YENDI, Ghana – The mission team from Franklin Baptist Association doesn’t do anything halfway. They didn’t bring a handful of people on their recent trip to Ghana; they took 53. They didn’t set up a clinic to deal with minor illness and maladies; they set up a permanent intensive care unit at a local hospital.
Joe Nogalski, pastor of Memorial Baptist Church in New Haven, has been going on the trips regularly since he was a student at Southern Seminary in 2001. It began with a partnership with Emmanuel Mustapha, a local church planter, then grew into medical missions before becoming the evangelistic partnership that it is today.
Surgeons, anesthesiologists and nurses from Mercy Hospital in Washington joined members of Memorial, Faith Baptist in Washington and various other churches in the January trip as they set up a brand new intensive care unit at the Yendi hospital in northeast Ghana.
“It’s about as rural as it can be, but the hospital still serves about 100,000 people, even some from neighboring Togo,” Nogalski said. “They’re so far north, that medical resources usually don’t make it to them.”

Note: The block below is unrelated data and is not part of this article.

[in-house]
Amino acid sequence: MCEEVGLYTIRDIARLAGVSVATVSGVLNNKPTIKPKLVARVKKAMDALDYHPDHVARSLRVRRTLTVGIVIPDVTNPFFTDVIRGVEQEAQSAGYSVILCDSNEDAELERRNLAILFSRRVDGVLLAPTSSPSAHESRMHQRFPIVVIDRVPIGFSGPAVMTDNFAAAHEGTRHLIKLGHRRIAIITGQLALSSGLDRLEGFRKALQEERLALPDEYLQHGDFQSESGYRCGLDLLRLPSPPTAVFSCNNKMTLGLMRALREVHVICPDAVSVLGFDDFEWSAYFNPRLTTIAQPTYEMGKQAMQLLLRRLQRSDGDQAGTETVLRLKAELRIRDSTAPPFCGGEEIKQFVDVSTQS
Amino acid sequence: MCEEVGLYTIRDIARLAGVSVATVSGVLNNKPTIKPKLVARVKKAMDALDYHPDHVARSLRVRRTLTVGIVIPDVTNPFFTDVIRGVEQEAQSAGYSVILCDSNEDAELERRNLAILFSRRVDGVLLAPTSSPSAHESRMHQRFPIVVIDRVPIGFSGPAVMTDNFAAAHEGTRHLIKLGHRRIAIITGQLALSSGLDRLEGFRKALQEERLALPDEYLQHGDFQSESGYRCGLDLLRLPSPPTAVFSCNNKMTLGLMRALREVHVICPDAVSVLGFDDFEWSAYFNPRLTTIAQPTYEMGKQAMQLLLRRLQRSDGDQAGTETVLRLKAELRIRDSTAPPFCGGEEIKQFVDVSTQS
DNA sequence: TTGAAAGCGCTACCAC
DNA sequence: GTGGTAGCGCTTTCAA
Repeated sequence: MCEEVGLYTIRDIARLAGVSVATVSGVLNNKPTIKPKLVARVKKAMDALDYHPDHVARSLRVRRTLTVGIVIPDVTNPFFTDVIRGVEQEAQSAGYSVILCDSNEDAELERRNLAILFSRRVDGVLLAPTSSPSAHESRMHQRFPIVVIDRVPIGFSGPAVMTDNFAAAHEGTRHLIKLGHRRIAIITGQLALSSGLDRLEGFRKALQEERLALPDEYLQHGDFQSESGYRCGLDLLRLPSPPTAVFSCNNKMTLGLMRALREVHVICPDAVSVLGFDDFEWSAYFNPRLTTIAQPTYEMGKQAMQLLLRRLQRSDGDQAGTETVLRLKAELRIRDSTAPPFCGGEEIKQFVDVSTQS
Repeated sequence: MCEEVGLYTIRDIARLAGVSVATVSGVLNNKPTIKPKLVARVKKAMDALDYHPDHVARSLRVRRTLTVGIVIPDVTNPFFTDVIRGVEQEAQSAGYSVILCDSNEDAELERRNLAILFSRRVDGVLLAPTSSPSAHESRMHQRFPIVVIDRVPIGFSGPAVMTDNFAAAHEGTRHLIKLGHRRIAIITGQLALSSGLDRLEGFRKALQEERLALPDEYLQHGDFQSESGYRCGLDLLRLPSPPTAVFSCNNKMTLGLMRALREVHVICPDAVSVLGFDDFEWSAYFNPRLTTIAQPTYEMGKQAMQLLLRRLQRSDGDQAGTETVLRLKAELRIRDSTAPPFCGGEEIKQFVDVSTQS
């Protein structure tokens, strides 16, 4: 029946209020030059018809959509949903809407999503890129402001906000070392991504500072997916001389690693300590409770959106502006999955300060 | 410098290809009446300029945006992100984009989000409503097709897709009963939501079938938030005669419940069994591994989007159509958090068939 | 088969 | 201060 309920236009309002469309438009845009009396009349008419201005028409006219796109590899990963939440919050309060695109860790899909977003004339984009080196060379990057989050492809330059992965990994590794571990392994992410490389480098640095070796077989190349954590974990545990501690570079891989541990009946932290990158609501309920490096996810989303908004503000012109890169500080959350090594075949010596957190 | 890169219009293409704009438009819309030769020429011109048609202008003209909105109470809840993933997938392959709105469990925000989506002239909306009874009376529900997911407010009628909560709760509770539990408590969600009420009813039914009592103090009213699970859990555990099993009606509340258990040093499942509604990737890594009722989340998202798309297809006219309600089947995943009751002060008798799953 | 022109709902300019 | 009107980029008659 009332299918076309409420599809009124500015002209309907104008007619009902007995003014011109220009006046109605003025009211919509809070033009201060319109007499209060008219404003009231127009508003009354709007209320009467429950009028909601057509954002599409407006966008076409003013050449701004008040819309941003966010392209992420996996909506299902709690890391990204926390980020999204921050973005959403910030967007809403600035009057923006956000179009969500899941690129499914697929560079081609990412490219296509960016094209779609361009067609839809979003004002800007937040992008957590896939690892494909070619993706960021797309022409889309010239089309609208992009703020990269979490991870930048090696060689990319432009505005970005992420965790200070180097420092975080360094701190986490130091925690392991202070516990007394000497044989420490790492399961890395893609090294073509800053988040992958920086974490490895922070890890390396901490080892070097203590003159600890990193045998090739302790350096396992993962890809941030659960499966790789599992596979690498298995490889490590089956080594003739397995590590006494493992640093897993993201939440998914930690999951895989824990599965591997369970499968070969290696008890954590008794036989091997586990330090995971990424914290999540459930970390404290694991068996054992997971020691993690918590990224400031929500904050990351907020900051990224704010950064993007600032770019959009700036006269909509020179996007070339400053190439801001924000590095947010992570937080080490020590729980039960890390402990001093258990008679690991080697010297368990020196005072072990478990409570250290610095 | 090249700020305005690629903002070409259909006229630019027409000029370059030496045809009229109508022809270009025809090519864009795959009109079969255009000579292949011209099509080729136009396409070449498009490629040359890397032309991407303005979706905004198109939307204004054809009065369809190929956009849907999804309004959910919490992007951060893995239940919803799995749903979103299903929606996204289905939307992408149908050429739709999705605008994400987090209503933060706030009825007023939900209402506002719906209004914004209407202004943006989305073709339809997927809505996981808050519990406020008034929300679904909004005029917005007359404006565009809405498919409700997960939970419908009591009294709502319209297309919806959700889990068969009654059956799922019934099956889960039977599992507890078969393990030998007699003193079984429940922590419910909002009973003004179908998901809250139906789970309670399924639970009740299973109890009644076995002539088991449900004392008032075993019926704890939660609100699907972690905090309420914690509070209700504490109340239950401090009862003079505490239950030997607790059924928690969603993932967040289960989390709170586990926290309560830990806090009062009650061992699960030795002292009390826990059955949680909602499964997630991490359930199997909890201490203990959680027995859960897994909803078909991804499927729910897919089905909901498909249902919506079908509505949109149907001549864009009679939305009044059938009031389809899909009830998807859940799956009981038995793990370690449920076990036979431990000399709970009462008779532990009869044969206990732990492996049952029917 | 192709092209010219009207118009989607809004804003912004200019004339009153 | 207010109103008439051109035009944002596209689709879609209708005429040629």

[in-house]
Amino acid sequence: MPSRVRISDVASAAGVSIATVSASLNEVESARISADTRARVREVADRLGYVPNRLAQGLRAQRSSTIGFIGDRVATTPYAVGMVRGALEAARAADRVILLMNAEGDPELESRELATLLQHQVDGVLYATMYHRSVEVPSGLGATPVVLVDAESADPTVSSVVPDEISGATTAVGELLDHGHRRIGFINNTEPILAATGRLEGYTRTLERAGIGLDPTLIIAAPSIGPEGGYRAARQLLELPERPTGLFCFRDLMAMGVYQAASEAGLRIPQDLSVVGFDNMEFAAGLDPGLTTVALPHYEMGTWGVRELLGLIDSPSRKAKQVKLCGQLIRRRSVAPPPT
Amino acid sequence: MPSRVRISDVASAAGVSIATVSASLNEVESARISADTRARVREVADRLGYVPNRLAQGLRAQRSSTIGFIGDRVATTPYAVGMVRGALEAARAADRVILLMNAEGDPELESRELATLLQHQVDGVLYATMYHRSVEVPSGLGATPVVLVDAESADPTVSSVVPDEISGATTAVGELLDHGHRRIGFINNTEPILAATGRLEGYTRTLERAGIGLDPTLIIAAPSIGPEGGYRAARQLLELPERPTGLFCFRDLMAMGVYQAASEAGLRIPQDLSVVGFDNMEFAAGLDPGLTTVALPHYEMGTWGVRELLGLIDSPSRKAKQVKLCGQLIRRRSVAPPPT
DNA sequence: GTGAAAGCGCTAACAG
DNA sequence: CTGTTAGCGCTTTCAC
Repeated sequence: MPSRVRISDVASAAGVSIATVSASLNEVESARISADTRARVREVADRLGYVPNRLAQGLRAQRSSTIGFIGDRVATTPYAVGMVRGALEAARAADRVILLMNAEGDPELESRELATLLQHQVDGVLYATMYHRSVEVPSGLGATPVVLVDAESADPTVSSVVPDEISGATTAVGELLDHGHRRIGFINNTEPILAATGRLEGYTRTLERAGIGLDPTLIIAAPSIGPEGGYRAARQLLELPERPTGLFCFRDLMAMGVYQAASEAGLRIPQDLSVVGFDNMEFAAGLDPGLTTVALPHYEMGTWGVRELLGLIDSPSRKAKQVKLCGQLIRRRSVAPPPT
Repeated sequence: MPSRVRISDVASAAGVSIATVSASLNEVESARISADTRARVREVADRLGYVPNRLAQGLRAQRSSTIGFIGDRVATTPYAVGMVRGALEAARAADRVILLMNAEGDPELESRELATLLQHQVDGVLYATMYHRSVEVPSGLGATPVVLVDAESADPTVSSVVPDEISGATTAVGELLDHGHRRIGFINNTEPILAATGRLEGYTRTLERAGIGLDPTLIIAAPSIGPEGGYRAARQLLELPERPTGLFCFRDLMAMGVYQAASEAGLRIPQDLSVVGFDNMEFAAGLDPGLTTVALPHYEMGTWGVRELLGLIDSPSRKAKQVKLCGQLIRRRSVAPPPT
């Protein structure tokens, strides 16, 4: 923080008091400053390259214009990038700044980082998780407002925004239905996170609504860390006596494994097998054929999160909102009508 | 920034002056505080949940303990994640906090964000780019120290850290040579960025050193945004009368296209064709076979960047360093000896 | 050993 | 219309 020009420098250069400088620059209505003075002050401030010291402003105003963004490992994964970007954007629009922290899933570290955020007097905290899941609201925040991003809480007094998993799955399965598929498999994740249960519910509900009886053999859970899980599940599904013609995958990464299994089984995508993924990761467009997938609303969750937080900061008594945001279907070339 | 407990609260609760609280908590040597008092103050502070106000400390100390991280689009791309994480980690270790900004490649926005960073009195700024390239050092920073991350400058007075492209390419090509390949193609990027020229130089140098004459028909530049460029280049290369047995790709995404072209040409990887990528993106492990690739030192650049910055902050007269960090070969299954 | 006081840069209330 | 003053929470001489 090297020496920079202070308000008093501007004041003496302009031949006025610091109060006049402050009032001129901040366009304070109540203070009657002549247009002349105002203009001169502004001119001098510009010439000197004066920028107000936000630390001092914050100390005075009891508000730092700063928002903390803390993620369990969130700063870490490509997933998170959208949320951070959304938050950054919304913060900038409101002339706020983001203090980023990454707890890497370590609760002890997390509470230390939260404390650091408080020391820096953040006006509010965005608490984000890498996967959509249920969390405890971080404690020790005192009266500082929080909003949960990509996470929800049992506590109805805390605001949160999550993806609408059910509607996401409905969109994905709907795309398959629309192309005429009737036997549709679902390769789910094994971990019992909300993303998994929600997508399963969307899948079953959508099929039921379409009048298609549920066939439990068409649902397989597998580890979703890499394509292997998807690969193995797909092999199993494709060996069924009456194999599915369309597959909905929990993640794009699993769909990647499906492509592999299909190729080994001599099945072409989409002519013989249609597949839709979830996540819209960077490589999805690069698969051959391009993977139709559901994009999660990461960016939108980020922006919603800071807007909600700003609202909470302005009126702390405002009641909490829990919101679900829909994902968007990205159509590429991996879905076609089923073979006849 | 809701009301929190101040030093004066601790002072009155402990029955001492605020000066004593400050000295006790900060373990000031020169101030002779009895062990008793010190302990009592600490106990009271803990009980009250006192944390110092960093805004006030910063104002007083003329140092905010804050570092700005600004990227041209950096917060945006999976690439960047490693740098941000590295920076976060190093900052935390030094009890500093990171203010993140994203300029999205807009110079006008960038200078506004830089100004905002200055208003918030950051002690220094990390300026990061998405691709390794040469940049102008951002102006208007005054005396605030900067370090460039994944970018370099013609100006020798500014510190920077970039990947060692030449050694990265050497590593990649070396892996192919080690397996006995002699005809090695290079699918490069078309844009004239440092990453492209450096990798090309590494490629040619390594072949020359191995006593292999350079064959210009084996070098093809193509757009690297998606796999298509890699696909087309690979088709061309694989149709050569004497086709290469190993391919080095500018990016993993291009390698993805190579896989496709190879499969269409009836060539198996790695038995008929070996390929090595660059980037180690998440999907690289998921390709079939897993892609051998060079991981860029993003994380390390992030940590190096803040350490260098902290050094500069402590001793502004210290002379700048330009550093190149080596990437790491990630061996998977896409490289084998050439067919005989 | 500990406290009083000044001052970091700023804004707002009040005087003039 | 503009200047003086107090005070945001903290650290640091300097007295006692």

Indeed, the need was great and so was the response. In just three days, the Missouri team performed more than 100 surgeries, hosted a maternal healthcare clinic, treated more than 1,600 people, and examined more than 3,000. The Missouri personnel were even able to set up an online link between the local and Missouri hospital, allowing for virtual consultation from across the ocean and 6,000 miles. But on top of that, the team was also able to share the real motivation behind their trip: the gospel.
At least 11 people accepted Christ during the trip. But it’s not just those who remain in Ghana who were changed eternally.
“God has worked in everyone who went on the trip,” Nogalski said. “God allows them to do something miraculous, even just in putting it together and making the travel to Yendi happen, then seeing the way God is working through the Ghanaians.”
One village in a predominantly Muslim area hosted a clinic with such great results, the Ghanaian partners have been invited to plant a church there.
“God uses the medical to allow the gospel to be presented,” Nogalski said. “They listen because you have compassion on them.”